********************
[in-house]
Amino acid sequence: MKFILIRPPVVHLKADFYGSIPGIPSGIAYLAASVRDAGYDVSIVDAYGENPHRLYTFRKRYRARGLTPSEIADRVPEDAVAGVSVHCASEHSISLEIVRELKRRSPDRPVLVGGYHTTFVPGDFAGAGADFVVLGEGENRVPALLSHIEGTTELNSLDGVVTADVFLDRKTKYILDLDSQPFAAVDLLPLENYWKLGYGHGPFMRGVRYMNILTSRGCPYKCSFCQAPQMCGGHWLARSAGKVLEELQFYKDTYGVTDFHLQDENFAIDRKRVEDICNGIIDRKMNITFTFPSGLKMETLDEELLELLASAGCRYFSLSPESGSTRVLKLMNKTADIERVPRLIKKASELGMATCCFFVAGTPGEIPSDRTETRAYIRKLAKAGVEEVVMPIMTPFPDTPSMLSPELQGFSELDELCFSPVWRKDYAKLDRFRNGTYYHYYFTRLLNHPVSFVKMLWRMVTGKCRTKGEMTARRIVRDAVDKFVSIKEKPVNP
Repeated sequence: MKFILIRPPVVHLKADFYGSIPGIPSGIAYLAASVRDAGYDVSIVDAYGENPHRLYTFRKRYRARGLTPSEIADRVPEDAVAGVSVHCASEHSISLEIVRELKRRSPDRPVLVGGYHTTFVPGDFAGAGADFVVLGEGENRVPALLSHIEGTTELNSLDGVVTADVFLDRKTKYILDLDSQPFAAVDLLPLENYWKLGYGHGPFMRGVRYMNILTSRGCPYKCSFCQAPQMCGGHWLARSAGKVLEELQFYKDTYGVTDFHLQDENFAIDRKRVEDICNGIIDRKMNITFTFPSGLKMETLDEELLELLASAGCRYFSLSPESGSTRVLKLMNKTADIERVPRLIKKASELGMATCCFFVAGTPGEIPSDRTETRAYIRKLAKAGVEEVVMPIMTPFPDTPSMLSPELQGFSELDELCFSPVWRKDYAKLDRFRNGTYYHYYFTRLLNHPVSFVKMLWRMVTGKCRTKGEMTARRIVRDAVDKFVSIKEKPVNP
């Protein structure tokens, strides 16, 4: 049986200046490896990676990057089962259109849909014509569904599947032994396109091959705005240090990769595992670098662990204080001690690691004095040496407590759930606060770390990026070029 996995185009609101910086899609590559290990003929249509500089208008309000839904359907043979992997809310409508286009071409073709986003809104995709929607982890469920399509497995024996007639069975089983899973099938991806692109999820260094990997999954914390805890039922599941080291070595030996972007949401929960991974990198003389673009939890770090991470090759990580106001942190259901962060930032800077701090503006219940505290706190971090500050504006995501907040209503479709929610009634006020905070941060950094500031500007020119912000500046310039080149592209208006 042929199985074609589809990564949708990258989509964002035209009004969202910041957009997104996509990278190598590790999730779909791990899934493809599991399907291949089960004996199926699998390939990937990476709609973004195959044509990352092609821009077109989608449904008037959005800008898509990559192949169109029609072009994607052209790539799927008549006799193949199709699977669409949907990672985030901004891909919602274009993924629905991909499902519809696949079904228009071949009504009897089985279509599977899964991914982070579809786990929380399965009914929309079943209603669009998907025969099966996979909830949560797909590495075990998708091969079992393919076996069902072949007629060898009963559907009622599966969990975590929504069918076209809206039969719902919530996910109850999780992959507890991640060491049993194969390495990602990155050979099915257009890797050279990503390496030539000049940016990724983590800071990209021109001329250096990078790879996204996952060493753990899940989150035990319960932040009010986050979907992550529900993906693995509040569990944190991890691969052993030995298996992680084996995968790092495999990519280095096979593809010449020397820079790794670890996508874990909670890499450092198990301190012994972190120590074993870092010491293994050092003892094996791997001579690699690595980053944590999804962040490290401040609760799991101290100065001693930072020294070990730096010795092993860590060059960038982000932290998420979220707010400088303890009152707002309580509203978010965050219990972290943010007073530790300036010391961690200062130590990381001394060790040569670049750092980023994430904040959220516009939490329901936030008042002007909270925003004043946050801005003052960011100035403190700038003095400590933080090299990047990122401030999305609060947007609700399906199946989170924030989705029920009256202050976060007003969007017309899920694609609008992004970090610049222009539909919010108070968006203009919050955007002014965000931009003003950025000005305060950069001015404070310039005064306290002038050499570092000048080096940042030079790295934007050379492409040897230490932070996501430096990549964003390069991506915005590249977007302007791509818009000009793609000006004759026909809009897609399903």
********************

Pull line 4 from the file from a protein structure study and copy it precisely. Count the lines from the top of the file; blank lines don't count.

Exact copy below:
């Protein structure tokens, strides 16, 4: 049986200046490896990676990057089962259109849909014509569904599947032994396109091959705005240090990769595992670098662990204080001690690691004095040496407590759930606060770390990026070029 996995185009609101910086899609590559290990003929249509500089208008309000839904359907043979992997809310409508286009071409073709986003809104995709929607982890469920399509497995024996007639069975089983899973099938991806692109999820260094990997999954914390805890039922599941080291070595030996972007949401929960991974990198003389673009939890770090991470090759990580106001942190259901962060930032800077701090503006219940505290706190971090500050504006995501907040209503479709929610009634006020905070941060950094500031500007020119912000500046310039080149592209208006 042929199985074609589809990564949708990258989509964002035209009004969202910041957009997104996509990278190598590790999730779909791990899934493809599991399907291949089960004996199926699998390939990937990476709609973004195959044509990352092609821009077109989608449904008037959005800008898509990559192949169109029609072009994607052209790539799927008549006799193949199709699977669409949907990672985030901004891909919602274009993924629905991909499902519809696949079904228009071949009504009897089985279509599977899964991914982070579809786990929380399965009914929309079943209603669009998907025969099966996979909830949560797909590495075990998708091969079992393919076996069902072949007629060898009963559907009622599966969990975590929504069918076209809206039969719902919530996910109850999780992959507890991640060491049993194969390495990602990155050979099915257009890797050279990503390496030539000049940016990724983590800071990209021109001329250096990078790879996204996952060493753990899940989150035990319960932040009010986050979907992550529900993906693995509040569990944190991890691969052993030995298996992680084996995968790092495999990519280095096979593809010449020397820079790794670890996508874990909670890499450092198990301190012994972190120590074993870092010491293994050092003892094996791997001579690699690595980053944590999804962040490290401040609760799991101290100065001693930072020294070990730096010795092993860590060059960038982000932290998420979220707010400088303890009152707002309580509203978010965050219990972290943010007073530790300036010391961690200062130590990381001394060790040569670049750092980023994430904040959220516009939490329901936030008042002007909270925003004043946050801005003052960011100035403190700038003095400590933080090299990047990122401030999305609060947007609700399906199946989170924030989705029920009256202050976060007003969007017309899920694609609008992004970090610049222009539909919010108070968006203009919050955007002014965000931009003003950025000005305060950069001015404070310039005064306290002038050499570092000048080096940042030079790295934007050379492409040897230490932070996501430096990549964003390069991506915005590249977007302007791509818009000009793609000006004759026909809009897609399903």